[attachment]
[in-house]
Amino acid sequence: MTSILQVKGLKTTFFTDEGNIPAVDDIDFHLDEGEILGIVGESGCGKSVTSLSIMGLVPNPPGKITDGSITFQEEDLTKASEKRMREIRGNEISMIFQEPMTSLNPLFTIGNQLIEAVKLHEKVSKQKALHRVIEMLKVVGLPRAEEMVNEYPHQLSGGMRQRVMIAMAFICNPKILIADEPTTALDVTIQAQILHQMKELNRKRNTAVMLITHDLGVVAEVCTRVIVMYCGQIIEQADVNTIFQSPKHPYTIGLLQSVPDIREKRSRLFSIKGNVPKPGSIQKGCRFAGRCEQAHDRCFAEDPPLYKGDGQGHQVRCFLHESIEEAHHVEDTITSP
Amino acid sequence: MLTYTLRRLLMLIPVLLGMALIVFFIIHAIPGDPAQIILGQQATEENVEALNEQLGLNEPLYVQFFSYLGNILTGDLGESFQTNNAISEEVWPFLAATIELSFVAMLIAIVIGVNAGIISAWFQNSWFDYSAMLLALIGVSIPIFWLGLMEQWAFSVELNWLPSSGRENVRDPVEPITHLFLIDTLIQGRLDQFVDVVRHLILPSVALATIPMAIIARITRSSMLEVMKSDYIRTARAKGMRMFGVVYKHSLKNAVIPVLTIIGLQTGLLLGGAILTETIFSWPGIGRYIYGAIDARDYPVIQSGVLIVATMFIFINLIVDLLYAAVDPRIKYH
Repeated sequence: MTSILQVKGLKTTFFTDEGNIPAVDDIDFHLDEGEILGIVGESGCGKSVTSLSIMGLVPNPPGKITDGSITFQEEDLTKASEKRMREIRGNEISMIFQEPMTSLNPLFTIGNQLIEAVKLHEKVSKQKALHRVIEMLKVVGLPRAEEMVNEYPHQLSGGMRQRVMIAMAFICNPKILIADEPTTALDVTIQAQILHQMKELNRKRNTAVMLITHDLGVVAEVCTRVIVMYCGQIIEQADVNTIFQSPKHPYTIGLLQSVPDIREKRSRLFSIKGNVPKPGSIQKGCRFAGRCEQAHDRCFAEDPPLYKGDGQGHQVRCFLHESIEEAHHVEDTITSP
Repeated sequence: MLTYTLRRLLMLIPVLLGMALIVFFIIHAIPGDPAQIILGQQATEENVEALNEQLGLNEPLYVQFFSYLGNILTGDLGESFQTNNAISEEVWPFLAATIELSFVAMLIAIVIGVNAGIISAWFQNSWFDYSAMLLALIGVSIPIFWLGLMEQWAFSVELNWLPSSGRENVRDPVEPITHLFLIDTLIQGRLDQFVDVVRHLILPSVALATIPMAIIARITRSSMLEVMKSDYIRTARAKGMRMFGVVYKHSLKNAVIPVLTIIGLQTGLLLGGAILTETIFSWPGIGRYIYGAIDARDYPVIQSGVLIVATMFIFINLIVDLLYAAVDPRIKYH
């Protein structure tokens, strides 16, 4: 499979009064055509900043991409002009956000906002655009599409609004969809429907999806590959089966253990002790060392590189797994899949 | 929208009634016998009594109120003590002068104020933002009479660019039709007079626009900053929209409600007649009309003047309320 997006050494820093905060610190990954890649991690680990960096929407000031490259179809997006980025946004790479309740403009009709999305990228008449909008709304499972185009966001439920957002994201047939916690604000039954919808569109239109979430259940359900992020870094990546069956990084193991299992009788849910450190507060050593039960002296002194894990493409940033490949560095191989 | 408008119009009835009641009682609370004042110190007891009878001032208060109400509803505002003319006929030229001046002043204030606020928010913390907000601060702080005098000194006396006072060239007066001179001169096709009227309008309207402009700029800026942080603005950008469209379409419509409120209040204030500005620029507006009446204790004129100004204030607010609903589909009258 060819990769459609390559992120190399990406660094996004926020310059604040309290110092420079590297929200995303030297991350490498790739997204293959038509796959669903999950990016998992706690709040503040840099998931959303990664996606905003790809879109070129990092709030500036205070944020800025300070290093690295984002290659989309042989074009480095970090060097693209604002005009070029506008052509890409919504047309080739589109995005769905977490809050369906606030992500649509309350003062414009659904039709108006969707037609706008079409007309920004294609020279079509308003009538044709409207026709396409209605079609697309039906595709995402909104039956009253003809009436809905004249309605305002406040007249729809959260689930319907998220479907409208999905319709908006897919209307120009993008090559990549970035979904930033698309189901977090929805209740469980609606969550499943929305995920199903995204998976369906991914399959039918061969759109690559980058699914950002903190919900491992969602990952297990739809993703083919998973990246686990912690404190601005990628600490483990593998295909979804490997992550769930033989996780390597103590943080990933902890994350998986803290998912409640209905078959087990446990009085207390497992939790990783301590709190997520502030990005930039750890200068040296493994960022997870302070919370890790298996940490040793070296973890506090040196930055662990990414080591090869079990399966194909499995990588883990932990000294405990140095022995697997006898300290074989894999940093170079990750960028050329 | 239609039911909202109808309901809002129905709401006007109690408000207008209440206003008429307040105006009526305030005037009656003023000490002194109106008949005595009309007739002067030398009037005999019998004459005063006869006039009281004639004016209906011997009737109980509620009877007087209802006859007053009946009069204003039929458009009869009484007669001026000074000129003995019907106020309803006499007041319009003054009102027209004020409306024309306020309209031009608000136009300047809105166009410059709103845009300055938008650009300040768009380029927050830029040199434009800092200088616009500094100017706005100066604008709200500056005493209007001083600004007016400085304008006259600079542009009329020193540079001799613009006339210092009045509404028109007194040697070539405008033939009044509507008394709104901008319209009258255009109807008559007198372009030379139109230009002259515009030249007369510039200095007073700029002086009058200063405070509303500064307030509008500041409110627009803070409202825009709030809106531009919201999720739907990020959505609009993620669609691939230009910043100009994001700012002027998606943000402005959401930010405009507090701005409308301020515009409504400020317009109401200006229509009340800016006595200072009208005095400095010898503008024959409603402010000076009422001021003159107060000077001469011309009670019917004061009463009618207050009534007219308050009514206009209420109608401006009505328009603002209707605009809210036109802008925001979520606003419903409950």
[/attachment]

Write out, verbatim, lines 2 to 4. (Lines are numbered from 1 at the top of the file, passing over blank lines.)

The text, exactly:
Amino acid sequence: MTSILQVKGLKTTFFTDEGNIPAVDDIDFHLDEGEILGIVGESGCGKSVTSLSIMGLVPNPPGKITDGSITFQEEDLTKASEKRMREIRGNEISMIFQEPMTSLNPLFTIGNQLIEAVKLHEKVSKQKALHRVIEMLKVVGLPRAEEMVNEYPHQLSGGMRQRVMIAMAFICNPKILIADEPTTALDVTIQAQILHQMKELNRKRNTAVMLITHDLGVVAEVCTRVIVMYCGQIIEQADVNTIFQSPKHPYTIGLLQSVPDIREKRSRLFSIKGNVPKPGSIQKGCRFAGRCEQAHDRCFAEDPPLYKGDGQGHQVRCFLHESIEEAHHVEDTITSP
Amino acid sequence: MLTYTLRRLLMLIPVLLGMALIVFFIIHAIPGDPAQIILGQQATEENVEALNEQLGLNEPLYVQFFSYLGNILTGDLGESFQTNNAISEEVWPFLAATIELSFVAMLIAIVIGVNAGIISAWFQNSWFDYSAMLLALIGVSIPIFWLGLMEQWAFSVELNWLPSSGRENVRDPVEPITHLFLIDTLIQGRLDQFVDVVRHLILPSVALATIPMAIIARITRSSMLEVMKSDYIRTARAKGMRMFGVVYKHSLKNAVIPVLTIIGLQTGLLLGGAILTETIFSWPGIGRYIYGAIDARDYPVIQSGVLIVATMFIFINLIVDLLYAAVDPRIKYH
Repeated sequence: MTSILQVKGLKTTFFTDEGNIPAVDDIDFHLDEGEILGIVGESGCGKSVTSLSIMGLVPNPPGKITDGSITFQEEDLTKASEKRMREIRGNEISMIFQEPMTSLNPLFTIGNQLIEAVKLHEKVSKQKALHRVIEMLKVVGLPRAEEMVNEYPHQLSGGMRQRVMIAMAFICNPKILIADEPTTALDVTIQAQILHQMKELNRKRNTAVMLITHDLGVVAEVCTRVIVMYCGQIIEQADVNTIFQSPKHPYTIGLLQSVPDIREKRSRLFSIKGNVPKPGSIQKGCRFAGRCEQAHDRCFAEDPPLYKGDGQGHQVRCFLHESIEEAHHVEDTITSP